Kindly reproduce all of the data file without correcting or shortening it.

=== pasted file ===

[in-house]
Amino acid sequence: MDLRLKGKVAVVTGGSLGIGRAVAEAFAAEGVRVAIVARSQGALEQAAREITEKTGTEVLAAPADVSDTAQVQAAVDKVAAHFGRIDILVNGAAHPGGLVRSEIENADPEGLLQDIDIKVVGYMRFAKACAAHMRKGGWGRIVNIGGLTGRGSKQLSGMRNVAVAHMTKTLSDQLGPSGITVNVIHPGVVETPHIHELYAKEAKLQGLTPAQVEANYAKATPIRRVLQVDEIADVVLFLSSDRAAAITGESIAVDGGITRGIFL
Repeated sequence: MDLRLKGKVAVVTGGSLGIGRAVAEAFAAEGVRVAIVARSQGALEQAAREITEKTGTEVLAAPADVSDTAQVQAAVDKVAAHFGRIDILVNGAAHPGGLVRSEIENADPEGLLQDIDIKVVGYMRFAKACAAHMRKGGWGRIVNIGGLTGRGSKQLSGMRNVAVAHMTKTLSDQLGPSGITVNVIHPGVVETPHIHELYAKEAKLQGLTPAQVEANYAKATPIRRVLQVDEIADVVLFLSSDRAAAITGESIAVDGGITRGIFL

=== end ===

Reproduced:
[in-house]
Amino acid sequence: MDLRLKGKVAVVTGGSLGIGRAVAEAFAAEGVRVAIVARSQGALEQAAREITEKTGTEVLAAPADVSDTAQVQAAVDKVAAHFGRIDILVNGAAHPGGLVRSEIENADPEGLLQDIDIKVVGYMRFAKACAAHMRKGGWGRIVNIGGLTGRGSKQLSGMRNVAVAHMTKTLSDQLGPSGITVNVIHPGVVETPHIHELYAKEAKLQGLTPAQVEANYAKATPIRRVLQVDEIADVVLFLSSDRAAAITGESIAVDGGITRGIFL
Repeated sequence: MDLRLKGKVAVVTGGSLGIGRAVAEAFAAEGVRVAIVARSQGALEQAAREITEKTGTEVLAAPADVSDTAQVQAAVDKVAAHFGRIDILVNGAAHPGGLVRSEIENADPEGLLQDIDIKVVGYMRFAKACAAHMRKGGWGRIVNIGGLTGRGSKQLSGMRNVAVAHMTKTLSDQLGPSGITVNVIHPGVVETPHIHELYAKEAKLQGLTPAQVEANYAKATPIRRVLQVDEIADVVLFLSSDRAAAITGESIAVDGGITRGIFL